Outcome of liver transplantation for haemophilia

HPB (Oxford). 2011 Jan;13(1):40-5. doi: 10.1111/j.1477-2574.2010.00237.x. Epub 2010 Dec 1.


Background: Prior to routine screening of blood products many patients with haemophilia were infected with hepatitis C virus (HCV) and have subsequently gone on to develop end-stage liver disease (ESLD).

Patients and methods: We report our experience of liver transplantation (LT) in patients with haemophilia that developed ESLD secondary to HCV. Patients transplanted from 1994 to 2008 were identified retrospectively. Patient demographics pre-, intra- and post-operative details and outcome were documented.

Results: A total of 3800 LT were performed of which 13 had haemophilia A, 4 haemophilia B and one factor (F)X deficiency. All patients were male with a median age of 52 years (range 26-59), all were HCV antibody positive, 5 (28%) were human immunodeficiency virus (HIV) positive and 4 (22%) had hepatocellular carcinoma. Median intra-operative blood loss was 4.2 l (range 0.8-12) and all received coagulation factor support peri-operatively. Coagulation was unsupported by 72 h post-operatively in all recipients. Two patients developed complications as a result of post-operative bleeding. At a median follow-up of 90 months, 8 patients have died, including 4 of the 5 patients that were HIV positive. The median survival of patients with and without HIV co-infection was 26 and 118 months, respectively.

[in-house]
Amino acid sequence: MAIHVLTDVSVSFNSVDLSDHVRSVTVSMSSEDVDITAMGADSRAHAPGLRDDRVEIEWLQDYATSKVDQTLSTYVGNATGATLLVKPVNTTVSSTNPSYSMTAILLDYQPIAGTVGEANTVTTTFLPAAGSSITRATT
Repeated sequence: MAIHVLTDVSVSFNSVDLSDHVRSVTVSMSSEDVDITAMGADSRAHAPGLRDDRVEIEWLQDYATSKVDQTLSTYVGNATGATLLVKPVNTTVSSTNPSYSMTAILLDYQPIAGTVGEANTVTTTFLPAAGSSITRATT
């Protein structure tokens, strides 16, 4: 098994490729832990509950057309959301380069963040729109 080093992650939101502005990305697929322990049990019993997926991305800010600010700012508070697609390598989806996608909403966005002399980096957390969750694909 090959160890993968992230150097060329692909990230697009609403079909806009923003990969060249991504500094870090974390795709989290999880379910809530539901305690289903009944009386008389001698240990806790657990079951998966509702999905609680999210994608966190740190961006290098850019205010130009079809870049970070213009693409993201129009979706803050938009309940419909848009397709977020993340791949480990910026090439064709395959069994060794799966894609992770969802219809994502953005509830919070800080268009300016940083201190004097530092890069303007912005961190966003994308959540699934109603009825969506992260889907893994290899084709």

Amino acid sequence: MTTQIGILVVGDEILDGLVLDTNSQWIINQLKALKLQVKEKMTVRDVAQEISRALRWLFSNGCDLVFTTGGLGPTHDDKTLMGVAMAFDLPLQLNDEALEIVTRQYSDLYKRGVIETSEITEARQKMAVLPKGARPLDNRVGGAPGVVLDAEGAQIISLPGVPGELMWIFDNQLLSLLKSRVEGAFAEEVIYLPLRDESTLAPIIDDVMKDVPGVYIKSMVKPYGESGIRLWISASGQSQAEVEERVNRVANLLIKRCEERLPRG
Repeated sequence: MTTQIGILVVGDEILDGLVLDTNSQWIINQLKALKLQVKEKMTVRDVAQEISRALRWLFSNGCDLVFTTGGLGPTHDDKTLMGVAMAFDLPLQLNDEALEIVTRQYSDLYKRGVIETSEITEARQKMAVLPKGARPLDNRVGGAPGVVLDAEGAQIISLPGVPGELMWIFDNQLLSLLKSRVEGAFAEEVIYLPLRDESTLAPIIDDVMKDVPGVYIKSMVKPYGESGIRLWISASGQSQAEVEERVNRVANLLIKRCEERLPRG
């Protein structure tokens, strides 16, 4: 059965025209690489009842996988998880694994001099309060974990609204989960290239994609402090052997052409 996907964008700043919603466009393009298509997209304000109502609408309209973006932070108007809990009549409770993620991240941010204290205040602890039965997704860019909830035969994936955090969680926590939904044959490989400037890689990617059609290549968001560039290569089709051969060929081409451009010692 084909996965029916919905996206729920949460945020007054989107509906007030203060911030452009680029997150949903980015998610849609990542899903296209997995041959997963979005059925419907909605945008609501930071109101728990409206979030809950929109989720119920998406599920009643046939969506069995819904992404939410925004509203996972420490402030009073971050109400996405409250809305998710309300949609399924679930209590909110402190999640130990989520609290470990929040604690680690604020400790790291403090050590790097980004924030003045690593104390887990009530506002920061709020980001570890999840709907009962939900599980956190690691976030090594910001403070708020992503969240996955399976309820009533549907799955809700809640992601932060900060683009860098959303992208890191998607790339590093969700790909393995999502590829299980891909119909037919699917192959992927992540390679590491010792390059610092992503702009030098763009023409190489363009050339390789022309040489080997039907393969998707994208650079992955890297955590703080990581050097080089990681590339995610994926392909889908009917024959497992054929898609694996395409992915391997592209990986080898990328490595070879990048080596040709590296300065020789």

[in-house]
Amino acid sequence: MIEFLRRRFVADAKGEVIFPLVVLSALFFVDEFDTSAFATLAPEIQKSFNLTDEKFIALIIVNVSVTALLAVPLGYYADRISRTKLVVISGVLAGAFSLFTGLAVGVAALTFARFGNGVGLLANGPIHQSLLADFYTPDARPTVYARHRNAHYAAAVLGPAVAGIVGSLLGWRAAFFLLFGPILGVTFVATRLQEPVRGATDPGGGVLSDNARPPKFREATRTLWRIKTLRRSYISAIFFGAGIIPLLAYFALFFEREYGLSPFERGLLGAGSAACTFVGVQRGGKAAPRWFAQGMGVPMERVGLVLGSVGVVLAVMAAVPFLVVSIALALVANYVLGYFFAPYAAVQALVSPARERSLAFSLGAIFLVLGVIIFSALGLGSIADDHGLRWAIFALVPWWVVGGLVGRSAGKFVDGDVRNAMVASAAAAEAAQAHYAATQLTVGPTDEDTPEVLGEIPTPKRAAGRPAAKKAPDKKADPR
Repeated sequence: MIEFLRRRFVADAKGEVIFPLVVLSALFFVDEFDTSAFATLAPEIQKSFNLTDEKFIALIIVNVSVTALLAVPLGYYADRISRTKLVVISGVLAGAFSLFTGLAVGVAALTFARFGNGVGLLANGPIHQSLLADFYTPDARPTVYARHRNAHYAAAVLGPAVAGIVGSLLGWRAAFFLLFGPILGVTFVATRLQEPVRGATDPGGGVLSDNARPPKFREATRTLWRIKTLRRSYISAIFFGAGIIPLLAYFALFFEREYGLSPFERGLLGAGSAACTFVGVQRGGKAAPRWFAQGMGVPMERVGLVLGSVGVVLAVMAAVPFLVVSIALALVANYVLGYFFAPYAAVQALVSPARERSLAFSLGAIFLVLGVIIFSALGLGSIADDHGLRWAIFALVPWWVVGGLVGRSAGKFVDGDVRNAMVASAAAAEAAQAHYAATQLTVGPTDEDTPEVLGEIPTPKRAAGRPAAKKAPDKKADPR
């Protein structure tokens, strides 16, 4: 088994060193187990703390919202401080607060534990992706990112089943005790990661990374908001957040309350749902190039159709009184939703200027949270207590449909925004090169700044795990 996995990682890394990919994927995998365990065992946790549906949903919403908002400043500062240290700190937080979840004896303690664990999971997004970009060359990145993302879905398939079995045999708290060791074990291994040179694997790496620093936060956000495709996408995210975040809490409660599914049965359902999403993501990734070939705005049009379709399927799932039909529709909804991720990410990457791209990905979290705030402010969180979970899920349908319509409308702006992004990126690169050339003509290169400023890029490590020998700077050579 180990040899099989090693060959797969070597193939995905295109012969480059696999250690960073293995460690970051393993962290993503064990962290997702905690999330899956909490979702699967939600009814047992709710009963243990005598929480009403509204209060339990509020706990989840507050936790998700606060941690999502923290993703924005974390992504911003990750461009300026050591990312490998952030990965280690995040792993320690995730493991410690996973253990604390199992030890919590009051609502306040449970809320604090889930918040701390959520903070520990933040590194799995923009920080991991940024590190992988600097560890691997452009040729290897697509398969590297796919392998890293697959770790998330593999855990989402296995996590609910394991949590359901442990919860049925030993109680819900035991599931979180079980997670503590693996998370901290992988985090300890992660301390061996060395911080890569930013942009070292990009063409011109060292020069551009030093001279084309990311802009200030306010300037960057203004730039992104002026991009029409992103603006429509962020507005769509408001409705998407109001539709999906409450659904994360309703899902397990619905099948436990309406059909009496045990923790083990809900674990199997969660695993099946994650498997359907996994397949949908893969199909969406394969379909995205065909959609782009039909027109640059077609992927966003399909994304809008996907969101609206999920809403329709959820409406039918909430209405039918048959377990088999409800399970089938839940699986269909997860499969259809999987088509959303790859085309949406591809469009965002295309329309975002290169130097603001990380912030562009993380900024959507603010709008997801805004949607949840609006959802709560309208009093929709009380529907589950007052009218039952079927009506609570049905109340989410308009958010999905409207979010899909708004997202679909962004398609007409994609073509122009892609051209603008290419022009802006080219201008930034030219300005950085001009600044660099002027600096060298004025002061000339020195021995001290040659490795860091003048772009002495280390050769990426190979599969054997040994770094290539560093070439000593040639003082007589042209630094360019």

Conclusion: LT in patients with haemophilia cures the coagulation disorder and in the absence of HIV/HCV co-infection is associated with long-term patient survival.

Publication types

  • Comparative Study

MeSH terms

  • Adult
  • Blood Coagulation
  • Follow-Up Studies
  • Hemophilia A / blood
  • Hemophilia A / complications
  • Hemophilia A / surgery*
  • Humans
  • Liver Failure / etiology
  • Liver Failure / surgery*
  • Liver Transplantation / methods*
  • Male
  • Middle Aged
  • Prospective Studies
  • Treatment Outcome